The origins of Hummus Day
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The origins of Hummus Day

A bowl of hummus (Shutterstock)

A bowl of hummus (Shutterstock)

Today, as you no doubt have already discovered from your Facebook or Twitter feed, is International Hummus Day.

You might think establishing an international holiday would involve the United Nations or some other global body. But the recipe for Hummus Day (the day’s official website and Facebook page don’t include the word “international,” although many media references do) was decidedly simpler and less bureaucratic: take an 18-year-old American Israeli guy with an idea, add in thousands of chickpea-spread lovers and vendors, churn through social media and voila!

According to online magazine Israel 21C, Ben Lang, cofounder of MapMe, an online mapping program, and his friend Miriam Young came up with the idea at an Innovation Israel Hackathon in 2012. The two thought celebrating the Middle East spread could somehow help forge peace in the region, but the plan backfired at first, since Lang accidentally had the holiday coincide with Nakba Day, when Palestinians and other Arabs mourn Israel’s victory in the War of Independence. (A day when they are, of course, in the mood to celebrate an Israeli-invented holiday revolving around a food Arabs think the Israelis stole from them.)

After receiving dozens of angry tweets and emails from Palestinians, Lang (who is also behind Falafel Day, which is next month) rescheduled the quasi-official Hummus Day for May 13, but then forgot about it until the following year, when, according to Israel 21C, “people were writing about it in the press, celebrities were mentioning it on social media.”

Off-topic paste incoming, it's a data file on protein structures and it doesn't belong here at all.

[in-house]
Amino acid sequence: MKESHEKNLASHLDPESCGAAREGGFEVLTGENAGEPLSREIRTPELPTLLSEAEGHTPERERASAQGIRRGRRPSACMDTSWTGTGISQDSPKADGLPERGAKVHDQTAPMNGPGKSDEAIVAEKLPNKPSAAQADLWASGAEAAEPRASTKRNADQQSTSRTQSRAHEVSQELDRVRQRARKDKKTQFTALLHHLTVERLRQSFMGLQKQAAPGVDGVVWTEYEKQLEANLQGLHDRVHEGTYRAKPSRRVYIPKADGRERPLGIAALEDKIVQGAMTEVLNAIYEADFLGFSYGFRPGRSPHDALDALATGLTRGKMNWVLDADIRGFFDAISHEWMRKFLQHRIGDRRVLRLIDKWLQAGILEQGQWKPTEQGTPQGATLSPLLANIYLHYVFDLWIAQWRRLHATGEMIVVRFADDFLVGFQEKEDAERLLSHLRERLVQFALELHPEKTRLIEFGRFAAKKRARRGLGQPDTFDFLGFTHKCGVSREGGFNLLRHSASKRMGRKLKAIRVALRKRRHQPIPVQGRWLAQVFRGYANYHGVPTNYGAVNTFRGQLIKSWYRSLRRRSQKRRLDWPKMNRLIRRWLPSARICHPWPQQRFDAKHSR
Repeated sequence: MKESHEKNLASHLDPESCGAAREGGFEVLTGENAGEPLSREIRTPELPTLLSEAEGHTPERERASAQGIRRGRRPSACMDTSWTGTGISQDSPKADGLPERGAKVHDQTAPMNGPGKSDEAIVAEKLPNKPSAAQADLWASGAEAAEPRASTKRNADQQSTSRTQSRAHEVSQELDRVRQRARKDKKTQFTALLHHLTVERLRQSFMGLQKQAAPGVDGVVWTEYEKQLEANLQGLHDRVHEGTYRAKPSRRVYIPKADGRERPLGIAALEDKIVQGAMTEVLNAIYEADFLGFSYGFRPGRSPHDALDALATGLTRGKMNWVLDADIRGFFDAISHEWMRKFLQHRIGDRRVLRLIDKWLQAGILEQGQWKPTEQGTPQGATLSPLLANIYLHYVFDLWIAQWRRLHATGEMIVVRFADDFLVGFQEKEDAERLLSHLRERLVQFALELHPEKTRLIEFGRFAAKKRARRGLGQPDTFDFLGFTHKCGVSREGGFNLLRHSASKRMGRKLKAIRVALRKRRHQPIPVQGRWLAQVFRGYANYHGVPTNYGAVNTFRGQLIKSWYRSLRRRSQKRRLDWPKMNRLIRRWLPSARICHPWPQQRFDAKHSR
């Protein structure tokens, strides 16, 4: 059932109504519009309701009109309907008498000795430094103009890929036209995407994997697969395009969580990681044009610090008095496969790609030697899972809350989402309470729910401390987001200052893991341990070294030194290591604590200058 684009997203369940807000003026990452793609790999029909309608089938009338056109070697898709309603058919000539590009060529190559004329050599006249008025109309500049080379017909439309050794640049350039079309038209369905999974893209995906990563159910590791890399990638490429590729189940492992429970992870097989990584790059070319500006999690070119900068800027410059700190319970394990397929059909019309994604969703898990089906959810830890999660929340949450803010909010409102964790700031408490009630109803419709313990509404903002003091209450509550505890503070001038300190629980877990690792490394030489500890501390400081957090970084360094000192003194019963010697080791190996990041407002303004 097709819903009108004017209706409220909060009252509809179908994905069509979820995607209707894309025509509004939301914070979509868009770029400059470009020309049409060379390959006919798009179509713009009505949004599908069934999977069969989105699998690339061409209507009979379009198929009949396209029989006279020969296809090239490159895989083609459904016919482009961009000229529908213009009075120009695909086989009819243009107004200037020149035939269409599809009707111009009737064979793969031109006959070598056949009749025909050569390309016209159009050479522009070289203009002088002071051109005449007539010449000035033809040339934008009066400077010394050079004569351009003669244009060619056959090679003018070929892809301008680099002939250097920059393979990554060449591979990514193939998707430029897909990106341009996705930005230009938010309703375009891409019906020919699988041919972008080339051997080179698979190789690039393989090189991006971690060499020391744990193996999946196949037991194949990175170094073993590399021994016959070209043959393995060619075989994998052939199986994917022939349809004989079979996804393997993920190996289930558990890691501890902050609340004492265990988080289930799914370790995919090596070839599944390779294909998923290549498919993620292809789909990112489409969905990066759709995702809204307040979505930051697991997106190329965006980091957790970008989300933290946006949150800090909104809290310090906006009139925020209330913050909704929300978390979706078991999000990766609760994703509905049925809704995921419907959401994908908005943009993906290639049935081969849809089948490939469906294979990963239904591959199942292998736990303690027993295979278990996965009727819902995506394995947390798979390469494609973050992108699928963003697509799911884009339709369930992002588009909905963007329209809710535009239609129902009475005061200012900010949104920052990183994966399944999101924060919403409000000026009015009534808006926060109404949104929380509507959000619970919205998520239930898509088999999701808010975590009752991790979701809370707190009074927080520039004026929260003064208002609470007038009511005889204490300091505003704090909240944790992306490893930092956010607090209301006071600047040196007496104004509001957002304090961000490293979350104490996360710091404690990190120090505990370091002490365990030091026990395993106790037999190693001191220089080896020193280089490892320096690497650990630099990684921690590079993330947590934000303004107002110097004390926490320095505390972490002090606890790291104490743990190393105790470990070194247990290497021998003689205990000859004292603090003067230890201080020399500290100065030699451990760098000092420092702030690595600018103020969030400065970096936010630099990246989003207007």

The Hummus Day Facebook page Lang set up a few days ago has 3,303 likes, and the website features a Hummus Map (powered by Mapme of course), where users can post their favorite hummus locales. So far it features 154 hummus “joints,” 82 places that serve hummus and 24 hummus manufacturers. While Israel and the United States have the greatest representation on the map, in addition to the countries you’d expect like the Netherlands and Canada, those featuring at least one hummus spot include United Arab Emirates, Ivory Coast, India and Cambodia.

While the holiday has certainly snagged its share of media attention, Lang and Young’s dream of cementing Middle East peace with the popular dip has yet to be realized. While the crowd-sourced Hummus Map features one hummus joint in Jordan and one in Lebanon, it features none in the West Bank or Israel’s other Arab neighbors.

Perhaps they need an International Pita Day — there’s already a National Pita Day.